Fierce battles continue around the country among school officials, teachers unions and parents about how to best evaluate teachers so that the incompetents can be terminated. Largely overlooked, however, is the vital need to evaluate principals. In many schools I’ve reported on over the years, it’s been clear that a principal can determine the learning environment in a school beneficially, or encourage dropouts.
In several schools with a domineering but uneducable principal, I’ve actually witnessed a few teachers — able to create lifelong learners — keeping the doors of their classrooms shut as long as possible lest a clueless, destructive principal wander in and warn these creative teachers they’d be disciplined for being out of step.
I’ve rarely seen an education reporter so well describe an exemplary principal as the New York Times’ Maria Newman did in her Feb. 14 story “On the Front Lines of School Reform.”
Here is Jim Manly, principal of New York City’s Harlem Success Academy 2, part of Eva Moskowitz’s network of 40 charter schools that are public but not required to employ unionized teachers.
Jim Manly so believes in personalized education that at the beginning of each year, he works on getting to know the names of each of the school’s students, kindergarten through fourth grade.
He tells Maria Newman: “I go down first thing every morning and I shake every scholar’s hand and I say good morning by their name.”
This reminded me of a fourth‐grader in another New York public school who was explaining why he so liked being there. He was still surprised, he said, that his teachers “know my name,” unlike in his previous school.
Principal Manly doesn’t just know the students’ names. He also keeps up on how each is doing. When he finds some of them faltering, he’ll then tell the parents:
“Your kid is coming to school at 12:30 in the afternoon, or they’re missing three days in a row for no other reason than (they) felt tired or (they) didn’t feel like coming to school.”
He then brings those parents right into their children’s education. “We can’t throw anybody out, but we sit the parents down and say there is a waiting list a mile long of people who want in to this school and you have this spot and you’re throwing it away. We need your help.”
Just about every one of Eva Moskowitz’s Success charter schools does have long lines of parents intently striving to get their kids into those schools because academically, they genuinely outperform neighboring regular schools.
That’s why I have urged, in New York City’s Village Voice newspaper, Eva Moskowitz to run for mayor when the present incumbent, Michael Bloomberg’s extended term expires. Bloomberg proudly calls himself “The Education Mayor” and has repeatedly urged New Yorkers to judge his reign by what he has achieved for the students.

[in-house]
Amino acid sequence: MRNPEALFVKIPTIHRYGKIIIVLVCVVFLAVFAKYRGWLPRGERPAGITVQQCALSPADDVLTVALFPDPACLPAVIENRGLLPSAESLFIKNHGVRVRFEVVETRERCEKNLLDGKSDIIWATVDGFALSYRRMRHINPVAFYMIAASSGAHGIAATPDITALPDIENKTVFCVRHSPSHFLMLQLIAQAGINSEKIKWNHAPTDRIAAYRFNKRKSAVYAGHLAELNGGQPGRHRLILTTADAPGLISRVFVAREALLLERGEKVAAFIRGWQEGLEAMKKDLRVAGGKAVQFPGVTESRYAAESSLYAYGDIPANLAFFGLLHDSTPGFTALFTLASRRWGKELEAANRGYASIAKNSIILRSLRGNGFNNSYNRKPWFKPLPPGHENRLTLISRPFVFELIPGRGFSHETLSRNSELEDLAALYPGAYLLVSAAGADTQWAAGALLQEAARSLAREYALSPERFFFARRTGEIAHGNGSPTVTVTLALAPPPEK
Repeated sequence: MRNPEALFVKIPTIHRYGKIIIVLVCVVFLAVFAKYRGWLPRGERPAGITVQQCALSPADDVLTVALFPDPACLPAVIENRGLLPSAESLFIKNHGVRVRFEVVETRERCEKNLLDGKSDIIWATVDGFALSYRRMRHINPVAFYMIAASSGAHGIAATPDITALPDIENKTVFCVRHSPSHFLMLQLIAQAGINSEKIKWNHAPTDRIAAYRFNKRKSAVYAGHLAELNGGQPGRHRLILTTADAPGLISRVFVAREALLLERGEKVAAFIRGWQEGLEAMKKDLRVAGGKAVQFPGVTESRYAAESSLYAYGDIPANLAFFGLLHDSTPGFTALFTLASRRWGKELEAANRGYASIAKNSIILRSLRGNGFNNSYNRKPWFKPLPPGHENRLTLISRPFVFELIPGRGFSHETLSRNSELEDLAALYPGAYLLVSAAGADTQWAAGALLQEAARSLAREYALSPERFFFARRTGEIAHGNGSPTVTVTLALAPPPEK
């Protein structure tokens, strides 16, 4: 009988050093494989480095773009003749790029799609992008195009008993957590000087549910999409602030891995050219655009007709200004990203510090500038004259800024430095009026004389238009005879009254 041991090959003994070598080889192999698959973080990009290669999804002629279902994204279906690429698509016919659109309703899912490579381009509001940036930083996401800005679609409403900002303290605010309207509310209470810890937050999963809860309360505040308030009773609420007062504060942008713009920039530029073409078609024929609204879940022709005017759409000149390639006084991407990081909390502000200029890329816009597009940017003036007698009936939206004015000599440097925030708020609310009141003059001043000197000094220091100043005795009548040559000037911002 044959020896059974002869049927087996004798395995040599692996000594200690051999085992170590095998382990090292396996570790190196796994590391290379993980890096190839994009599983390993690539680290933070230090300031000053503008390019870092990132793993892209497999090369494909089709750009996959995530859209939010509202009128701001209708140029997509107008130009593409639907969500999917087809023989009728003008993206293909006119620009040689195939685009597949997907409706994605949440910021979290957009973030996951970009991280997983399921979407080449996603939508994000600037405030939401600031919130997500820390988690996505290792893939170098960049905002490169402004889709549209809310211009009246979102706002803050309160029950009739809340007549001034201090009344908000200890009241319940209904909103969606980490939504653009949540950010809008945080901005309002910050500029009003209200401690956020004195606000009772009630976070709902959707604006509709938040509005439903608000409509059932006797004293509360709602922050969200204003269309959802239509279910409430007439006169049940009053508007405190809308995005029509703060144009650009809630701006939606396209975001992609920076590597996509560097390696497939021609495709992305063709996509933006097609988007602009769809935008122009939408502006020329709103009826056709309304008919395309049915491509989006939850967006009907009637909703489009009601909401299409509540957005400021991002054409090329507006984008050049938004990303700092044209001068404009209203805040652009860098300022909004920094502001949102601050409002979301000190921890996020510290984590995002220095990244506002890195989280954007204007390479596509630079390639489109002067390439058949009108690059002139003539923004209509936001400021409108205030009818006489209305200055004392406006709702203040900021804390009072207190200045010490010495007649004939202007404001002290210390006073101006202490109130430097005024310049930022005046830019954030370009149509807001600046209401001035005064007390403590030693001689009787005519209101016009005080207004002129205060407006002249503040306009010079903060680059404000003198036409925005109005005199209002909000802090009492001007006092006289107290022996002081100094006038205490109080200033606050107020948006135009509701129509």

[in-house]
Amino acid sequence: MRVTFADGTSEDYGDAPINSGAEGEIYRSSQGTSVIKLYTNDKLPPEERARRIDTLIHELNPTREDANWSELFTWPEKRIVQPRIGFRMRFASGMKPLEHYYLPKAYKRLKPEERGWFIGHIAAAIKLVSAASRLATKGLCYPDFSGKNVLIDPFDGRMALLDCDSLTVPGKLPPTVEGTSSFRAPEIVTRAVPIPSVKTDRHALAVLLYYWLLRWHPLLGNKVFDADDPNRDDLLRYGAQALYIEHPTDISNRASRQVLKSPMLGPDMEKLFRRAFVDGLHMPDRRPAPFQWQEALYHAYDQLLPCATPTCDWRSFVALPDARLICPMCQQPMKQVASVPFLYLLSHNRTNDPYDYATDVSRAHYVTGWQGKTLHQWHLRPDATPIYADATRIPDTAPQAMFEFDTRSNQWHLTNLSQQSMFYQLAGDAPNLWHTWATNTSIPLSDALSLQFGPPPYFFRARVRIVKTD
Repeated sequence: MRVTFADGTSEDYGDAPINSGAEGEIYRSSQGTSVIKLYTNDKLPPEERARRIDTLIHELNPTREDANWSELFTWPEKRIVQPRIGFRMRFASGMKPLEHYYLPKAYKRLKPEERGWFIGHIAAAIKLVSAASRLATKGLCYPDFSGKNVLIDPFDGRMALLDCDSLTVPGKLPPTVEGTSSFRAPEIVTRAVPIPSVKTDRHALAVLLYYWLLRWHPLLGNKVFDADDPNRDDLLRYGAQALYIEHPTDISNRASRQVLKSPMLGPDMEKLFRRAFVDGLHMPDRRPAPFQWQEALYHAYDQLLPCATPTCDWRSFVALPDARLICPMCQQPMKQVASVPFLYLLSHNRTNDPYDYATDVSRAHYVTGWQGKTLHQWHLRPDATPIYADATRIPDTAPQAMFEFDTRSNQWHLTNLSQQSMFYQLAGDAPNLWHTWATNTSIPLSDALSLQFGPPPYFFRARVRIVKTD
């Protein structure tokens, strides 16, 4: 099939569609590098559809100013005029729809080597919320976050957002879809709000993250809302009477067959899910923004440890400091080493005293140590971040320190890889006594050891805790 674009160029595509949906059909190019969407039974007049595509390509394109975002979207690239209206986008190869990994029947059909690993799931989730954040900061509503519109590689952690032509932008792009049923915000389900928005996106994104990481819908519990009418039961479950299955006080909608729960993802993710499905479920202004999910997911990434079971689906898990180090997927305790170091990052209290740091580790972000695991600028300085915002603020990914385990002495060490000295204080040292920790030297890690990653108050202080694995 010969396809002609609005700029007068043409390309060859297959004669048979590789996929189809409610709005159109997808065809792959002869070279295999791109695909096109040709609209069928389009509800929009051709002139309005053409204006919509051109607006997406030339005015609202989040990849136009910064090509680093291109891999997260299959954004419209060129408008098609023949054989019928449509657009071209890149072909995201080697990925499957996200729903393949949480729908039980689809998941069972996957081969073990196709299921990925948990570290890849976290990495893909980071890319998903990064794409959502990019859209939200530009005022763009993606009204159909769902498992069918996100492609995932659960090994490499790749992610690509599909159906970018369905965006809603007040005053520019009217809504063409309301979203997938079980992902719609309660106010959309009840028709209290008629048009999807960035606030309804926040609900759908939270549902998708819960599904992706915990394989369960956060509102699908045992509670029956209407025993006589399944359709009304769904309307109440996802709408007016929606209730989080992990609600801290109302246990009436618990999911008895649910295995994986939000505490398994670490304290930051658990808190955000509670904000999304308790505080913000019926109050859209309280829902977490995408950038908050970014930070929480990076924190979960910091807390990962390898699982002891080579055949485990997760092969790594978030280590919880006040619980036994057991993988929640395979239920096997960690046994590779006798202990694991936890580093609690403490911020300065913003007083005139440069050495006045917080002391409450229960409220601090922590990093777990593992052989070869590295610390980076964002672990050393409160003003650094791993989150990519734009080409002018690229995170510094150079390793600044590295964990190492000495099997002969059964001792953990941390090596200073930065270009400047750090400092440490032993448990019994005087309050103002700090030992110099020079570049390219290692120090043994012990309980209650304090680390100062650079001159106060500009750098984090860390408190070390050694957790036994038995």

The degree of his failing grades is revealed by the long reliable Quinnipiac University poll, reported on Feb. 12 by Michael Goodwin in the New York Post:
“The numbers jump off the page. Only 26 percent of New Yorkers approve of Mayor Bloomberg’s handling of the public schools, while 61 percent disapprove.”
One of Bloomberg’s main pledges while running for office and since was that he would prove the lasting value for students of mayoral control of the schools. Here is the current report card on how well he is doing in that regard: “Just 24 percent say mayoral control has been a success, with 57 percent calling it a failure.”
And The Education Mayor’s response, reported by Michael Goodwin: “The mayor says he kept that promise, recently declaring that ‘schools are better than they have ever been.’ ”
Sadly, many years ago, the teachers of young Bloomberg in Massachusetts were not able to get him to learn critical thinking with regard to assessing the actual results of education.
If Eva Moskowitz does not run to succeed Michael Bloomberg, I would gladly vote for principal Jim Manly, because he sees — and continually acts on — what he calls the real urgency to this work, telling the New York Times this about the kindergarten to fourth‐graders in his Harlem Success Academy 2:
“These kids don’t have more time. They don’t get to say ‘I’ll wait five or six more years for this school to get fixed.’ By then they’ll be in eighth grade, reading at a third‐grade level.”
As a reporter and then a friend, I came to know Dr. Kenneth Clark, whose research on many black children being deprived of learning to be lifelong learners contributed significantly to the Supreme Court’s unanimous 1954 Brown vs. Board of Education ruling that racially segregated public schools are unconstitutional.
When that decision failed to racially integrate many schools because of legal residential segregation, Kenneth told me: “So, by the end of the second grade, some black kids still learn to believe that they’re dumb, and they are not.”
In such Success Academy Schools as the one where Jim Manly is principal, what the students are learning is the joy of learning.
Perpetuating the other kinds of schools are principals judging students not through personalized learning, but how they do on collective standardized tests.